"My “Letter Home” sent from South Africa to Broadway Gallery in 2007 describes an aspect of the notion of “home” that was felt very strongly then and to a certain degree continues to be part of my emotional make up. That is: a distinct distrust in the nostalgic attachment to personal history. The Robert Musil quote remains an important point of reference to me, however, I have grown to understand another quote, by Nietzsche; “Weh dem, der keine Heimat hat.”
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born 1969 in Stuttgart, Germany, currently based in Brooklyn, NYC, USA
HB II Soho & HB III Harlem Artist
Educated as an architect in Germany I moved to New York in 2000. My work has since been fluctuating between architecture and a wide range of artistic media, with a particular focus on installations in the public sphere. My work has been exhibited nationally and internationally including venues such as Manifesta 8 (Murcia, Spain), the National Museum of Contemporary Art (Bucharest, Romania), the former Public Museum, Grand Rapids, Michigan, among others.
Most of my work is concerned with material, spatial and social aspects of the built environment and can be seen as an extended practice of architecture. Over the past two years I have been engaged with a body of work under the title “basics”, exploring an abstracted notion of form, space and utility in public sculpture with installations in New York, Connecticut, Mississippi, Kansas, Illinois, California, Georgia and North Carolina.
Description work created at HB:
I participated twice at Homebase and both projects and processes were quite distinct from each other. Homebase II at Broadway Gallery:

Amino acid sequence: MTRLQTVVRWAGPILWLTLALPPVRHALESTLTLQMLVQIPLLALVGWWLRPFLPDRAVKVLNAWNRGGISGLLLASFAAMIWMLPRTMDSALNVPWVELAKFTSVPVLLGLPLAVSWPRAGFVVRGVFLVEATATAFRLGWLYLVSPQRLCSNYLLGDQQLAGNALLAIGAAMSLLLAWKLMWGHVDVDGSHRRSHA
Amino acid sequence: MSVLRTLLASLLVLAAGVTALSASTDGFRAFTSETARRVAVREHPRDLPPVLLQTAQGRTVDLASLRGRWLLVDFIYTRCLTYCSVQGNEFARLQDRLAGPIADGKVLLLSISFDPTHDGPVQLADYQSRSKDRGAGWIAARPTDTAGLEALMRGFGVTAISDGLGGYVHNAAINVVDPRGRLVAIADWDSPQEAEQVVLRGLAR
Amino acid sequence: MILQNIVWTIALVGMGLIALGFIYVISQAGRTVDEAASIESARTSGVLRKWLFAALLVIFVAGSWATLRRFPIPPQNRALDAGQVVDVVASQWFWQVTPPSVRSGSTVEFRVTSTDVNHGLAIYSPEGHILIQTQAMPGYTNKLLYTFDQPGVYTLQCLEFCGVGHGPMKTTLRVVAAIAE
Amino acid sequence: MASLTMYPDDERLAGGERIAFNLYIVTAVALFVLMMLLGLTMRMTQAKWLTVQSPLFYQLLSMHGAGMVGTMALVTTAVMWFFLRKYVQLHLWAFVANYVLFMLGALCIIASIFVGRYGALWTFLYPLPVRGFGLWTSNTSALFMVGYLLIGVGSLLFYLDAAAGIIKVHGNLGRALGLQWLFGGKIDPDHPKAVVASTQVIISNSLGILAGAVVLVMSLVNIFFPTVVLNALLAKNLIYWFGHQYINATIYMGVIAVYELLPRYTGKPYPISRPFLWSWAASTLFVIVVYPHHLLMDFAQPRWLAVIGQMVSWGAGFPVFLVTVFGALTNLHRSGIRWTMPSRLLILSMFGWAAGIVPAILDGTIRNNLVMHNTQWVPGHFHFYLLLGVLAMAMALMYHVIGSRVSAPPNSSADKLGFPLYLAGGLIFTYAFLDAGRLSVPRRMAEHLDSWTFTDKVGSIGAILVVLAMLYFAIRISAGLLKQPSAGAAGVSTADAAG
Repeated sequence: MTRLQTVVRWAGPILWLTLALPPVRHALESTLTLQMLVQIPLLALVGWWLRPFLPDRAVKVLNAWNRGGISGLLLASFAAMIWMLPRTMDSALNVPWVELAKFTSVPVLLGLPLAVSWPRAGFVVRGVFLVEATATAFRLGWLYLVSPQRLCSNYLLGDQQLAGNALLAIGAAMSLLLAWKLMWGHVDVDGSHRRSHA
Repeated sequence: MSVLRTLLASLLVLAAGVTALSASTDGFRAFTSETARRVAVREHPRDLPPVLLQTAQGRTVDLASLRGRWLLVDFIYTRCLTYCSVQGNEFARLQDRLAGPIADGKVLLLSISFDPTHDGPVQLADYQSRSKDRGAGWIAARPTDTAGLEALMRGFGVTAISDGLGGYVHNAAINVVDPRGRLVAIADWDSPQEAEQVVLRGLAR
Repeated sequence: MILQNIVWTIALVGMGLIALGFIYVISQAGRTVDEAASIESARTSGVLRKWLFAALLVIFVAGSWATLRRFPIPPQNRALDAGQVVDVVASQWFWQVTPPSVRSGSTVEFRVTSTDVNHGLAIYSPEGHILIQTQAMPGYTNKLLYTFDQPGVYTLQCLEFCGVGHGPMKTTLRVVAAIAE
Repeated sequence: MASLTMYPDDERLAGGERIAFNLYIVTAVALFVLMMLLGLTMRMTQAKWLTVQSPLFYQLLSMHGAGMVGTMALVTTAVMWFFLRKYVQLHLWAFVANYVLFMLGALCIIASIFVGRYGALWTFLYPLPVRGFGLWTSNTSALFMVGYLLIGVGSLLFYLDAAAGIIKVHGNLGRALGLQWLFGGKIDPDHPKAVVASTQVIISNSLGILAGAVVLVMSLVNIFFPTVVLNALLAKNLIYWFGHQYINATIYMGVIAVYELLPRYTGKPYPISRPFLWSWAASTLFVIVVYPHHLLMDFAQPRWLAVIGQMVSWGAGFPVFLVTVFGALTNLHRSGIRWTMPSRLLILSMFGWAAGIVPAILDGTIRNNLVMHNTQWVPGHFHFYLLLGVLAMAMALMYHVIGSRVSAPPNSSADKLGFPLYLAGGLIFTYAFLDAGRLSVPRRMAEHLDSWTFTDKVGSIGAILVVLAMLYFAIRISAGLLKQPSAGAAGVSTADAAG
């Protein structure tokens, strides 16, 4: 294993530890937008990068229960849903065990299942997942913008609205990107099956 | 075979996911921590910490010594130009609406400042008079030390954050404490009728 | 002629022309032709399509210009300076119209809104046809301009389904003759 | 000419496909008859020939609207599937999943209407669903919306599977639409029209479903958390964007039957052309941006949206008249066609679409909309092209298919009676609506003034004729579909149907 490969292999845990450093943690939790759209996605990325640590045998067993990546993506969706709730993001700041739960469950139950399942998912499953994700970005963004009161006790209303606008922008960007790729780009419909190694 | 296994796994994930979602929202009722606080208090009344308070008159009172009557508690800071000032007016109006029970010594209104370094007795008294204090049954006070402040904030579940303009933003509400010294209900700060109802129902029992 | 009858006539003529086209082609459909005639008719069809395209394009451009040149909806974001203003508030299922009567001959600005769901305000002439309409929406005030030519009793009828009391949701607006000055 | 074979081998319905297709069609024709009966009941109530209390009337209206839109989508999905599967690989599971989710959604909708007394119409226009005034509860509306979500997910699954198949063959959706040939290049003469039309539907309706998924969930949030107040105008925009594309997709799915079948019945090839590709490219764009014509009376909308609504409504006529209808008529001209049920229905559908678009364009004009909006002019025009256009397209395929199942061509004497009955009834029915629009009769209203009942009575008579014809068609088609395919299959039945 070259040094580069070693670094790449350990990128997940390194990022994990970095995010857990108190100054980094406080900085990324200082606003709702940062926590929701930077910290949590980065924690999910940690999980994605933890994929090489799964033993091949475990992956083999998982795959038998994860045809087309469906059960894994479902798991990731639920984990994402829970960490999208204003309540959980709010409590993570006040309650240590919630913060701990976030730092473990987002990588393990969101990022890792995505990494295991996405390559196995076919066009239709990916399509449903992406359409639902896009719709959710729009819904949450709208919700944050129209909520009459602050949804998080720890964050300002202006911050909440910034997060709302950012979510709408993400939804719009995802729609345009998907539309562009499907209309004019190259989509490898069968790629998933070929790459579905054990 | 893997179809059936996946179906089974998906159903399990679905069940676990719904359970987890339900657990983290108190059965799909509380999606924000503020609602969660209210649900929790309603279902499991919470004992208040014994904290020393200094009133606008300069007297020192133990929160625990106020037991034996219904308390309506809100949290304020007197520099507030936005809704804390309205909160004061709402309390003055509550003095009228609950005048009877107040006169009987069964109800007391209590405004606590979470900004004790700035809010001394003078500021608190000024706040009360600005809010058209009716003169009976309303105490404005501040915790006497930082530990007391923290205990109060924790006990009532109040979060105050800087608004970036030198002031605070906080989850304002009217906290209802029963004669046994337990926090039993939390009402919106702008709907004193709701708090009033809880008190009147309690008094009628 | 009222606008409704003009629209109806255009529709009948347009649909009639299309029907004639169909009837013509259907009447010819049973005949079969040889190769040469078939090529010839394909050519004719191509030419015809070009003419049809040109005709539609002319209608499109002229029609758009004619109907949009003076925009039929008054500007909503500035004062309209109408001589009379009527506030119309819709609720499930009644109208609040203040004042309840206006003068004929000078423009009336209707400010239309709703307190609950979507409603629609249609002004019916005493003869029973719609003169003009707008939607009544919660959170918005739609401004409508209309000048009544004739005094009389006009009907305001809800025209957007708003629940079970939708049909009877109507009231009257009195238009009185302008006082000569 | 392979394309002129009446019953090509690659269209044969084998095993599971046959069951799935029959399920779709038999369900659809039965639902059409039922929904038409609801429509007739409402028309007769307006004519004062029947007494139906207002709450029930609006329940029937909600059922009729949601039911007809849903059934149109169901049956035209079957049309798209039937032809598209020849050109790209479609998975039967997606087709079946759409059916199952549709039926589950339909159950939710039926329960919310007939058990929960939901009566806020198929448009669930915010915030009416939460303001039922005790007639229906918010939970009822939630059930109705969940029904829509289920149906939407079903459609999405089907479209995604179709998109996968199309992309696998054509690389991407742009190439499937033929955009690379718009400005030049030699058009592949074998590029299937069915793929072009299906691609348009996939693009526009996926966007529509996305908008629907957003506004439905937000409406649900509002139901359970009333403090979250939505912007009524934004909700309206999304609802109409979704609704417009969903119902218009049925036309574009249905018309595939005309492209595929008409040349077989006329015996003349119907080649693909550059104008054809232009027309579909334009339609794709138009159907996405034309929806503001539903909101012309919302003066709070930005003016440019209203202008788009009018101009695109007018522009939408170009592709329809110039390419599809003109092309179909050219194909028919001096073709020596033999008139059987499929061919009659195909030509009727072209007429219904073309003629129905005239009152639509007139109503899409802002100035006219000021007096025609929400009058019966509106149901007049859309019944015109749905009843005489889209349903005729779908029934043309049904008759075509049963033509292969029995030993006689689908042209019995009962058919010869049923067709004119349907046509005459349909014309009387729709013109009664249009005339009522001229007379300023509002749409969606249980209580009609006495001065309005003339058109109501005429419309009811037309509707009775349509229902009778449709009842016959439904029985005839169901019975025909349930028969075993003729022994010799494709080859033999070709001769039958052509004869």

The installation at Broadway Gallery traced space as a three-dimensional drawing using black rubber bands, playing with an abstracted iconography of the notion of “house”, “home” and elements of the interior environment of the space. I only noticed recently how much my current body of work “basics” owes to this early exercise in tracing space with everyday materials.
Homebase III at St Nicholas Avenue:
The participation at Homebase III was as part of an interdisciplinary collaboration with the choreographer Ella Ben-Aharon and the video artist / photographer Adi Shniderman as part of a collaboration under the title “trialogue” exploring notions of space in architecture, dance and film, and how these different concepts of space may be brought into a productive dialog. The basement space of the Homebase house on St Nicholas Avenue was transformed into a multi-media environment with moveable walls that was activated through a series of dance performances.